Will and Isla carefully chop through mountains of cabbage.
I love to go a-wandering,
Along the mountain track,
And as I go, I love to sing,
My knapsack on my back.
“Sing along,” says Vinny, waving his arms furiously in time to the music.
“In the old days,” he went on, “people made their own sauerkraut so they would have veggies to eat during the long winters.Your great grandpappy was a sauerkraut-maker extraordinaire. People came from all over to buy his home-made kraut. Now, we just go to the deli. It comes in jars or cans, too. I like the Polish kind best myself. It’s good to keep the old ways alive. Keep chopping!”
“Val-dera-ha-ha-ha-ha-ha,” sings Will at the top of his lungs. Isla just hums, too busy to get involved in the lyrics.
Today we know that the old ways were healthy ways. Sauerkraut is what you get after cabbage is well salted and allowed to rest for a few weeks in a crock, closed off from air. Salt pulls water from the cabbage to make a brine. The little bugs that thrive in this environment are good bacteria. They make the brine acidic, in a process called fermentation.
These healthy bugs go by the name probiotics. They work against the bad bacteria in our stomachs to improve digestion.
Many people think the healthy bacteria protect us by keeping inflammation in check, reducing allergies, and preventing constipation. But the science is still young. To be on the safe side, many nutritionists recommend two servings of probiotic foods a day.
Probiotics are found in fermented foods… like pickles, yogurt, kefir, buttermilk, and, of course, sauerkraut. You can also get probiotics in supplements. But unless you’re taking antibiotics, which wipe out the good bugs along with the bad ones, it’s best to rely on real food for your probiotics.
Sauerkraut processed in cans or jars doesn’t have any live probiotics, because heat kills all those cute little helpful bacteria. Instead, buy it raw at farmer’s markets or delis for the real stuff. Or make it yourself! But processed or cooked sauerkraut still has all the nutrients from cabbage. Enjoy it both ways. It’s packed with vitamin C!
Pair well-rinsed raw sauerkraut with soft poached eggs in the morning. The meal has a nice tang and makes a satisfying start to the day.
At lunch, sauerkraut makes a tasty addition to salad. But what I like best is putting a big scoop into the bottom of my bowl before pouring hot soup over it. Yummy!
For dinner, Vinny has modified Dr. Mike Morano’s recipe for Bavarian chicken, starring a heap of sauerkraut.
Vinny’s Bavarian chicken
- 2 teaspoons olive oil (optional)
- 1 medium onion, chopped
- 3 cloves garlic, peeled and finely chopped
- 1 tablespoon fresh ginger, finely chopped
- 1 large apple, cored and chopped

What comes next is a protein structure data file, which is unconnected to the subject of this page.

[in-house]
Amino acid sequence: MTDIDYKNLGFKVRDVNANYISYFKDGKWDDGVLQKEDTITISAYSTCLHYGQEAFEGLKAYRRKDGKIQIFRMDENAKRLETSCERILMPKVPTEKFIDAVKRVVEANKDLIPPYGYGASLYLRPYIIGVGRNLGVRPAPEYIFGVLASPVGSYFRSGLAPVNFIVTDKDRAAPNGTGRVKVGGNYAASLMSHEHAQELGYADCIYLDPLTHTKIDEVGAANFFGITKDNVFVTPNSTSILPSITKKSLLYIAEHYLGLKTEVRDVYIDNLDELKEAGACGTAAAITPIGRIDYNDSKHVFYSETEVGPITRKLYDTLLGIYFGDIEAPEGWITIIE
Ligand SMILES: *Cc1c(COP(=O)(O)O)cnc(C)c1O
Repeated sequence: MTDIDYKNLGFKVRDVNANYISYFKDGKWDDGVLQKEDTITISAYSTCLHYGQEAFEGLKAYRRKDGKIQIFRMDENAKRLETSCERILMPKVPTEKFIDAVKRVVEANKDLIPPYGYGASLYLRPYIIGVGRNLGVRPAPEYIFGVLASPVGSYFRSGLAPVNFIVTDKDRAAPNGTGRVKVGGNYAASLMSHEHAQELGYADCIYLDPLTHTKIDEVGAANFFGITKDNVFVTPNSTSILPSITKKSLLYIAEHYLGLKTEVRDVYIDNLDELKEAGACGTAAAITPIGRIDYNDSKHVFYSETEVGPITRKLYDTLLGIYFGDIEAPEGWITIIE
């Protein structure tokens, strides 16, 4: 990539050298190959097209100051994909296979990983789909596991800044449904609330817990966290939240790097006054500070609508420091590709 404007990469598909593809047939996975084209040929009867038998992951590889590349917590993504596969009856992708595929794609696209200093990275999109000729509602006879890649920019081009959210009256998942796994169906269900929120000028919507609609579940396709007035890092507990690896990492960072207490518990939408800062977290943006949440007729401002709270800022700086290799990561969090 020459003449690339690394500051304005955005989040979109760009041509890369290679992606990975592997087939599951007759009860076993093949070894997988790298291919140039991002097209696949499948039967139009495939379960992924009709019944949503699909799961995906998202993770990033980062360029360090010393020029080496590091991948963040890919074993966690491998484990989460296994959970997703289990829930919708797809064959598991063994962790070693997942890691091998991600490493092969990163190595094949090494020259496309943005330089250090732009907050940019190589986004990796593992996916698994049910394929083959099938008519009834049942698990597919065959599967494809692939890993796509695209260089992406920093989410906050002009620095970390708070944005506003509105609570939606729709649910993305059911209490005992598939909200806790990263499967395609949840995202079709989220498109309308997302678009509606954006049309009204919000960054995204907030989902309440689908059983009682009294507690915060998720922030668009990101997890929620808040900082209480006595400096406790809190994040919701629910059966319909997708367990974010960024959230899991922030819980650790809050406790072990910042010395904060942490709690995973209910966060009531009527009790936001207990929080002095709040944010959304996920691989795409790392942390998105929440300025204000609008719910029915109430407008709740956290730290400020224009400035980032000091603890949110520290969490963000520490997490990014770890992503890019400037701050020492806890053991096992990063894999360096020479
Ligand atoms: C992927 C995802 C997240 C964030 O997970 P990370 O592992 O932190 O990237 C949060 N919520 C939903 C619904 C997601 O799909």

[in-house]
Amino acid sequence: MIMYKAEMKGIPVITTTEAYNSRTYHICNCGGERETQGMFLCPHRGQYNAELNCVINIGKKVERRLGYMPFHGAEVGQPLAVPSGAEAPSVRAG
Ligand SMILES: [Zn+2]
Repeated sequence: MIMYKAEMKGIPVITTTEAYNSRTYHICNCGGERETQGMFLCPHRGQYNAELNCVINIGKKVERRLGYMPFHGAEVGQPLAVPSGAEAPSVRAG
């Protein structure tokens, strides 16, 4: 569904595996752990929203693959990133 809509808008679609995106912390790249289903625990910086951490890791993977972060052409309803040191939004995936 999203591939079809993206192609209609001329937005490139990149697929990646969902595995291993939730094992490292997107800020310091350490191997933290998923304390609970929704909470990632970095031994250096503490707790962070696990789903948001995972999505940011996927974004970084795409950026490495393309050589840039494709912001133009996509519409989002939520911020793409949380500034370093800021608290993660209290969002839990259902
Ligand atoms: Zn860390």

- 8 ounces sauerkraut, well rinsed to remove salt (if you have raw sauerkraut, reserve some to add to the plate at serving time)
- 12 medium Brussels sprouts, stemmed and cut in half
- 1 teaspoon Dijon mustard
- 1 teaspoon caraway seed
- 1/2 teaspoon paprika
- 3/4 cup chicken stock
- 3 chicken breasts or legs, or a small roasting chicken
- Sauté the onions, ginger, and garlic in a large soup pot, using a bit of oil. But if you don’t want any oil, just skip this step.
- Add the rest of the veggies, spices and other ingredients and over medium heat, bring to boil.
- Reduce the heat and simmer for 30 minutes.
- Before you start cooking the veggies, put a small chicken in the oven to roast or prepare three boneless chicken breasts for the barbecue. If the meat is ready first, keep it warm, then serve the chicken on top of the veggies.
- Alternatively, poach the chicken breasts in the soup pot, submerged in the liquid. Add the chicken after the liquid has come to a boil. Reduce the heat and allow the meat to cook through, about 20-30 minutes. This method is easier, but I like roasted or grilled chicken better :).
- 2 teaspoons fresh dill weed, chopped
- 2 teaspoons paprika
Paprika boosts metabolism and fresh dill contains vitamins.
This dish is one of my favorites. The stove-top veggies are good with lots of lean meats… tasty even for folks who don’t like cabbage (or Brussels sprouts).
The veggies (per serving): Calories (kcal)100.1, Fat (g) 3.6, Sodium (mg) 377.0, Potassium (mg) 433.1, Fibre (g) 5.1, Vitamin A (RAE) 27.4, Vitamin C (mg) 48.7, Calcium (mg) 60.9, Folate (DFE) 51.4. The chicken: a 6-oz breast has 252 calories and 46 grams of protein.
A Polish meal is all I need
To make my day complete.
It’s hard to keep account of all
The cabbage that I eat.
- 17-day diet – An intro to this balanced way of eating, with a list of all the related links on Vinny’s blog.